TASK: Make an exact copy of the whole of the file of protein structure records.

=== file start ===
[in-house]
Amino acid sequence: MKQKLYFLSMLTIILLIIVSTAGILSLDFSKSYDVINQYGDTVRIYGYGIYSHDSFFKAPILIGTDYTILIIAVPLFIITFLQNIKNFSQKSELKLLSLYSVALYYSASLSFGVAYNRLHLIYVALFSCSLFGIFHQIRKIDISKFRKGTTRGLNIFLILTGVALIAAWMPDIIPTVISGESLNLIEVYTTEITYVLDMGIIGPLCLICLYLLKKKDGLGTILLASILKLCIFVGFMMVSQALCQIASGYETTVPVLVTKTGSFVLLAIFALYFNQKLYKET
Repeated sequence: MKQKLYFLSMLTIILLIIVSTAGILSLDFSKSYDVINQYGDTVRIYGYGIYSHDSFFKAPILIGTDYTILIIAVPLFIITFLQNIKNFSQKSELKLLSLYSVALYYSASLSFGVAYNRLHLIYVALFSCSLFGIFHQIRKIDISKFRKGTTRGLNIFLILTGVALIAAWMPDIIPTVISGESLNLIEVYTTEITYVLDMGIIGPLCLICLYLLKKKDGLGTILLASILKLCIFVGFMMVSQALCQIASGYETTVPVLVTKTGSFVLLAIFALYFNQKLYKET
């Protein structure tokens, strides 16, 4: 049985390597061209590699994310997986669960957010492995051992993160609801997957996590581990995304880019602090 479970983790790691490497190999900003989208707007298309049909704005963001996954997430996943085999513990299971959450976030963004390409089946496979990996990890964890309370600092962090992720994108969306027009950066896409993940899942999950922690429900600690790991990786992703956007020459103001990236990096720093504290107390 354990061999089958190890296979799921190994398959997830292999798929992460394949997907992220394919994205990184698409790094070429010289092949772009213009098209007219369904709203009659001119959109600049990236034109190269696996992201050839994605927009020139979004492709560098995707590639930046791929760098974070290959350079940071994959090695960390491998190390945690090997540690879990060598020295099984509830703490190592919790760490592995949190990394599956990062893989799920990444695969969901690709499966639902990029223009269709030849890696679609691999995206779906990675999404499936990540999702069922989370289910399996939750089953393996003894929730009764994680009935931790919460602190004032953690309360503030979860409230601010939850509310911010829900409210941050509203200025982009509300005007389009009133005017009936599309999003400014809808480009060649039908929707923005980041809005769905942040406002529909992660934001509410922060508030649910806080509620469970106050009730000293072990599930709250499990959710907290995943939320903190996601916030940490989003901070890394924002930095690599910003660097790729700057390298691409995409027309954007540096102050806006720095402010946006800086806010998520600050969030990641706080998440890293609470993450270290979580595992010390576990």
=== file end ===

[in-house]
Amino acid sequence: MKQKLYFLSMLTIILLIIVSTAGILSLDFSKSYDVINQYGDTVRIYGYGIYSHDSFFKAPILIGTDYTILIIAVPLFIITFLQNIKNFSQKSELKLLSLYSVALYYSASLSFGVAYNRLHLIYVALFSCSLFGIFHQIRKIDISKFRKGTTRGLNIFLILTGVALIAAWMPDIIPTVISGESLNLIEVYTTEITYVLDMGIIGPLCLICLYLLKKKDGLGTILLASILKLCIFVGFMMVSQALCQIASGYETTVPVLVTKTGSFVLLAIFALYFNQKLYKET
Repeated sequence: MKQKLYFLSMLTIILLIIVSTAGILSLDFSKSYDVINQYGDTVRIYGYGIYSHDSFFKAPILIGTDYTILIIAVPLFIITFLQNIKNFSQKSELKLLSLYSVALYYSASLSFGVAYNRLHLIYVALFSCSLFGIFHQIRKIDISKFRKGTTRGLNIFLILTGVALIAAWMPDIIPTVISGESLNLIEVYTTEITYVLDMGIIGPLCLICLYLLKKKDGLGTILLASILKLCIFVGFMMVSQALCQIASGYETTVPVLVTKTGSFVLLAIFALYFNQKLYKET
């Protein structure tokens, strides 16, 4: 049985390597061209590699994310997986669960957010492995051992993160609801997957996590581990995304880019602090 479970983790790691490497190999900003989208707007298309049909704005963001996954997430996943085999513990299971959450976030963004390409089946496979990996990890964890309370600092962090992720994108969306027009950066896409993940899942999950922690429900600690790991990786992703956007020459103001990236990096720093504290107390 354990061999089958190890296979799921190994398959997830292999798929992460394949997907992220394919994205990184698409790094070429010289092949772009213009098209007219369904709203009659001119959109600049990236034109190269696996992201050839994605927009020139979004492709560098995707590639930046791929760098974070290959350079940071994959090695960390491998190390945690090997540690879990060598020295099984509830703490190592919790760490592995949190990394599956990062893989799920990444695969969901690709499966639902990029223009269709030849890696679609691999995206779906990675999404499936990540999702069922989370289910399996939750089953393996003894929730009764994680009935931790919460602190004032953690309360503030979860409230601010939850509310911010829900409210941050509203200025982009509300005007389009009133005017009936599309999003400014809808480009060649039908929707923005980041809005769905942040406002529909992660934001509410922060508030649910806080509620469970106050009730000293072990599930709250499990959710907290995943939320903190996601916030940490989003901070890394924002930095690599910003660097790729700057390298691409995409027309954007540096102050806006720095402010946006800086806010998520600050969030990641706080998440890293609470993450270290979580595992010390576990």